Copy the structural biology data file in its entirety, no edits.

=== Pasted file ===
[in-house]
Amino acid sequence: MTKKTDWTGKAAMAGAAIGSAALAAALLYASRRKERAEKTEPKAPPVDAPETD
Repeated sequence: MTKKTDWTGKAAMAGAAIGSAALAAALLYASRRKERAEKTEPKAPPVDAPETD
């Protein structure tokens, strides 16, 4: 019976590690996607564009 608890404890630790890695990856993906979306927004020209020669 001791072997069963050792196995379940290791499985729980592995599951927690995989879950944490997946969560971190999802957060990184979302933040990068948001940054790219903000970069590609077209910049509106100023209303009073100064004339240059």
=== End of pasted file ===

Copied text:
[in-house]
Amino acid sequence: MTKKTDWTGKAAMAGAAIGSAALAAALLYASRRKERAEKTEPKAPPVDAPETD
Repeated sequence: MTKKTDWTGKAAMAGAAIGSAALAAALLYASRRKERAEKTEPKAPPVDAPETD
């Protein structure tokens, strides 16, 4: 019976590690996607564009 608890404890630790890695990856993906979306927004020209020669 001791072997069963050792196995379940290791499985729980592995599951927690995989879950944490997946969560971190999802957060990184979302933040990068948001940054790219903000970069590609077209910049509106100023209303009073100064004339240059």